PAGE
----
nep-evo New Economics Papers
on Evolutionary Economics
Issue of 2006‒03‒18
five papers chosen by
Matthew Baker
US Naval Academy, USA

  1. Dynamically Stable Sets in Infinite Strategy Spaces By Thomas Norman
  2. The Impact of Group Membership on Cooperation and Norm Enforcement: Evidence using Random Assignment to Real Social Groups By Lorenz Goette; David Huffman; Stephan Meier
  3. Learning in Bayesian Games with Binary Actions By Alan Beggs
  4. The Evolution of Collective Action By David P. Myatt; Chris Wallace
  5. Cooperation through Imitation By James Bergin; Dan Bernhardt

  1. By: Thomas Norman
    Abstract: Evolutionary game theory has largely focused on finite games. Dynamic stability is harder to attain in infinite strategy spaces; Bomze (Monatshefte fur Mathematik 110, 1990, 189-206) and Oechssler and Riedel (Economic Theory 17, 2001, 141-162) provide conditions for the stability of rest points under the replicator dynamics. Here, conditions are given for the stability of sets of strategies under this process.
    Keywords: Replicator dynamics, Evolutionary stability, Continouus strategy spaces, Stable sets
    JEL: C70 C72
    Date: 2005
  2. By: Lorenz Goette (University of Zurich, CEPR and IZA Bonn); David Huffman (IZA Bonn); Stephan Meier (Federal Reserve Bank of Boston)
    Abstract: Due to incomplete contracts, efficiency of an organization depends on willingness of individuals to take non-selfish actions, e.g., cooperate when there is no incentive to do so, or punish inefficient actions by others. Organizations also constitute a social boundary, or group. We investigate whether this social aspect of organizations has an important benefit, fostering unselfish cooperation and norm enforcement within the group, but whether there is also a dark side, in the form of hostility between groups. Our experiment provides the first evidence without the confounding effect of self-selection into groups. Individuals are randomly assigned to different platoons during a four-week portion of officer training in the Swiss Army. We conduct choice experiments - simultaneous prisoner’s dilemma games, with and without third-party punishment - in week three. Random assignment significantly increases willingness to cooperate with fellow platoon members. Assignment does not lead to hostility, in the sense of vindictive punishment of outsiders, but does affect norm enforcement, enhancing willingness to enforce a norm of cooperation towards fellow platoon members. This suggests that the social aspect of organizations motivates efficient behavior even when ordinary incentives fail, and helps explain practices designed to foster social ties or group identification within an organization.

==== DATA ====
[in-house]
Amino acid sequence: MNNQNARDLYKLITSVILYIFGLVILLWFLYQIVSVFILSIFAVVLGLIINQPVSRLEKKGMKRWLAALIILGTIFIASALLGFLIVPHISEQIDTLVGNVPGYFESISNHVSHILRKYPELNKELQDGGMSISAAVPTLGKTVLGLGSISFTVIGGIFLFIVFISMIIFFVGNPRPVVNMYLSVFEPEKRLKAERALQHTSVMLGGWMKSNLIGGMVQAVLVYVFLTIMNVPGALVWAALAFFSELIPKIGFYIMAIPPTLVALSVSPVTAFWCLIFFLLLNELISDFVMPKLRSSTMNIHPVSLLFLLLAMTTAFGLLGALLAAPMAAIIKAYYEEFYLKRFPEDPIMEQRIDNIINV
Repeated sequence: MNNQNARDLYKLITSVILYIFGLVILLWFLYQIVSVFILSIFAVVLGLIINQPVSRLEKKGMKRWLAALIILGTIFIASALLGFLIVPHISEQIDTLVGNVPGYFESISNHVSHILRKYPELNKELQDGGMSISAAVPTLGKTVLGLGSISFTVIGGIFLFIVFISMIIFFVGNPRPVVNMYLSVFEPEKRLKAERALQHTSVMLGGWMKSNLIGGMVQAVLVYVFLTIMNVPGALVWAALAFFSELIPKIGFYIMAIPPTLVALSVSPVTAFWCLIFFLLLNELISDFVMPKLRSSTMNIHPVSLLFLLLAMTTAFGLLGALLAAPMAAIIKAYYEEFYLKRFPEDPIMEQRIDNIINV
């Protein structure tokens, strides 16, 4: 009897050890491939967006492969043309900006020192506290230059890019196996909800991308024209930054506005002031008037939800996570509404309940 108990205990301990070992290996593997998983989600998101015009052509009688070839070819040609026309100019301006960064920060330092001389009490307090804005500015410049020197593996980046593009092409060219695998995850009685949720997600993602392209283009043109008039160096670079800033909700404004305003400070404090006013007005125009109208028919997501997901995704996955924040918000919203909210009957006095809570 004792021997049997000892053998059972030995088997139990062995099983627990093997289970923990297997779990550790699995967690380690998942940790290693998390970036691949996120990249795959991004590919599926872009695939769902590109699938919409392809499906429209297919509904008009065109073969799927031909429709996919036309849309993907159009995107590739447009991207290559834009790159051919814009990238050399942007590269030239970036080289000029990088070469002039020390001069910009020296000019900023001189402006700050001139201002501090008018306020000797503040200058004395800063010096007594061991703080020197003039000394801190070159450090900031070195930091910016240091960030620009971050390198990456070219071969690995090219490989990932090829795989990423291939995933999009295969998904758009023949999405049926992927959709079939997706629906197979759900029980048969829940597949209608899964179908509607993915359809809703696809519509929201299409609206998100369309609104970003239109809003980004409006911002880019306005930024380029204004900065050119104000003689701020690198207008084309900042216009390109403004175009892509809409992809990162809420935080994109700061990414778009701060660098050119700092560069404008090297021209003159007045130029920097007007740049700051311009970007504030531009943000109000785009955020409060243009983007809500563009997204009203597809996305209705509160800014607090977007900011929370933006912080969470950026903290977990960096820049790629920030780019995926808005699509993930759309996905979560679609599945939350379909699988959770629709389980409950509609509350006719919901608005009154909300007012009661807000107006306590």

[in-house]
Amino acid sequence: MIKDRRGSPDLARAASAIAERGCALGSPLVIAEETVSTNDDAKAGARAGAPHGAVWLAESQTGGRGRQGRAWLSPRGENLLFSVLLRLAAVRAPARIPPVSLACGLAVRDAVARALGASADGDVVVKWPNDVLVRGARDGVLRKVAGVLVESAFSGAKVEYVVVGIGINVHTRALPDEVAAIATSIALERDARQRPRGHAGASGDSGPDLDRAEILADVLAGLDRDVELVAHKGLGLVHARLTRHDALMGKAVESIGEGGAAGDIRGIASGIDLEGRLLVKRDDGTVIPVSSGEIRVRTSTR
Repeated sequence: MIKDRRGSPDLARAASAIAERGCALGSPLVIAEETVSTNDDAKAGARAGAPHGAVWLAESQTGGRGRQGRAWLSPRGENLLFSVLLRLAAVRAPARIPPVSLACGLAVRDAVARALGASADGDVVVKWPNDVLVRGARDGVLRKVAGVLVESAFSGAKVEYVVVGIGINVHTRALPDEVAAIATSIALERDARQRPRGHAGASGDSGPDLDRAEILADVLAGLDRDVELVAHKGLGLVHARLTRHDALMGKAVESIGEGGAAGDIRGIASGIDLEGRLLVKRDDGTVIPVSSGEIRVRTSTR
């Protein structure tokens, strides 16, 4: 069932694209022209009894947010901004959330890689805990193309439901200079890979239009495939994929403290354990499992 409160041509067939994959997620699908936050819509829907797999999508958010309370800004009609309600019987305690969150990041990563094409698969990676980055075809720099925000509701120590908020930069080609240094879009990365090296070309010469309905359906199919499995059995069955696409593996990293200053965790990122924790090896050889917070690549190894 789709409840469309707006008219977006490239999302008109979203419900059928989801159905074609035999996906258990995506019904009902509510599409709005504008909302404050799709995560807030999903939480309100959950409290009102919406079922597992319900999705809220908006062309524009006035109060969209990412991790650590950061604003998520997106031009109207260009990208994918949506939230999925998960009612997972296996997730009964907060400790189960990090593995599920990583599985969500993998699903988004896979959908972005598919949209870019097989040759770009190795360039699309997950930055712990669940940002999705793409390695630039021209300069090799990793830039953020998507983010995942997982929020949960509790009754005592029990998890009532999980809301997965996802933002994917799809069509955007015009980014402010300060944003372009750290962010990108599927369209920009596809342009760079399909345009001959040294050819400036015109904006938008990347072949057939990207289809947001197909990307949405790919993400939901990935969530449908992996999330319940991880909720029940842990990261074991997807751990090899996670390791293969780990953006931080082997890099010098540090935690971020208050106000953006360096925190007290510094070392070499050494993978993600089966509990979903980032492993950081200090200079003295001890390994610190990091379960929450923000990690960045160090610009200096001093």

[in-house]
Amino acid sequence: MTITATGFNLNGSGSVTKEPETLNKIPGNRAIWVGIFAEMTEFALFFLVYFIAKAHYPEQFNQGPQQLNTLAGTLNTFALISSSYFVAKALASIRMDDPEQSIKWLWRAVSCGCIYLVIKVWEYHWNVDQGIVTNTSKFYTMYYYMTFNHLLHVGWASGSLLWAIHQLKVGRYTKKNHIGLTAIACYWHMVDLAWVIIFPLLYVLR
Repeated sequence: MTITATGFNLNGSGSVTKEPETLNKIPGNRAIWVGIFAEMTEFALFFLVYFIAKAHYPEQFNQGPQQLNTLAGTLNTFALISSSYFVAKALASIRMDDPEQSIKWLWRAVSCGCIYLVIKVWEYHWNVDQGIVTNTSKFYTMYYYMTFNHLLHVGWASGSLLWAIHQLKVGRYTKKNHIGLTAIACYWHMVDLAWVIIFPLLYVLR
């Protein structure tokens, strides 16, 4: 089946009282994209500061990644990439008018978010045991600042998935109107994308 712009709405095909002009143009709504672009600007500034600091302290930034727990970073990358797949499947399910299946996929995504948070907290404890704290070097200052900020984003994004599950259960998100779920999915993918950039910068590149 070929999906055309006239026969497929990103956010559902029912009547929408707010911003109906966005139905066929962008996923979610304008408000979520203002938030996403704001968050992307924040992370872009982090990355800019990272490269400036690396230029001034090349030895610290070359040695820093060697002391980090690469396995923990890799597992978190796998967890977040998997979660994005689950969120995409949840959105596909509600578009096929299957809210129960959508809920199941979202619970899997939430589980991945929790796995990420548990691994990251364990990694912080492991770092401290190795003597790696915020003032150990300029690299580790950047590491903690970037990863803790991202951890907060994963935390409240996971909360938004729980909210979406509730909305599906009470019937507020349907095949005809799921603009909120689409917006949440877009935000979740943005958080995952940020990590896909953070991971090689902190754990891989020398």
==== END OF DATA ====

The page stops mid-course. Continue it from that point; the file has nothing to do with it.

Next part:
Keywords: organizations, in-group favoritism, social identity, punishment
    JEL: D23 J00
    Date: 2006–03
  3. By: Alan Beggs
    Abstract: This paper considers a simple adaptive learning rule in Bayesian games where players employ threshold strategies. Global convergence results are given for supermodular games and potentital games.
    Keywords: Bayesian Games, Learning, Binary Actions, Passive Stochastic Approximation
    JEL: C72 D83
    Date: 2005
  4. By: David P. Myatt; Chris Wallace
    Abstract: A public good is produced if and only if a team of m or more volunteers contribute to it. An equilibrium-selection problem leads to the questions: will collective action succeed? If so, who will participate in the team? The paper studies the evolution of collective action: as part of a strategy-revision process, updating players choose quantal responses to existing play. With symmetric players, success depends upon the cost of contribution, the benefit from provision, and the critical team-size m; the relative variability of costs and benefits, and their correlation, are also critical. When players differ, successful teams consist of either the most efficient contributors, or those with the most idiosyncratic preferences. The addition of a single "bad apple" (for instance, an individual whose costs are particularly variable) to a population in which a successful team operates may result in destabilisation: over time, the bad apple might supplant an existing contributor, prompting a collapse.
    Keywords: Collective Action, Evolution, Teams, Equilibrium Selection, Exponential Cost, Rooted Trees.
    JEL: C72 C73 H41
    Date: 2005
  5. By: James Bergin (Queen's University); Dan Bernhardt (University of Illinois)
    Abstract: This paper characterizes long-run outcomes for broad classes of symmetric games, when players select actions on the basis of average historical performance. Received wisdom is that when agent's interests are partially opposed, behavior is excessively competitive: ``keeping up with the Jones' '' lowers everyones' welfare. Here, we study the long-run consequences of imitative behavior when agents have sufficiently long memories --- and the outcome is dramatically different. Imitation robustly leads to cooperative outcomes (with highest symmetric payoffs) in the long run. This provides a rationale, for example, for collusive cartel-like behavior without collusive intent on the part of the agents.
    Keywords: Evolution, Imitation
    JEL: C72 C73 D21 D43
    Date: 2006–01

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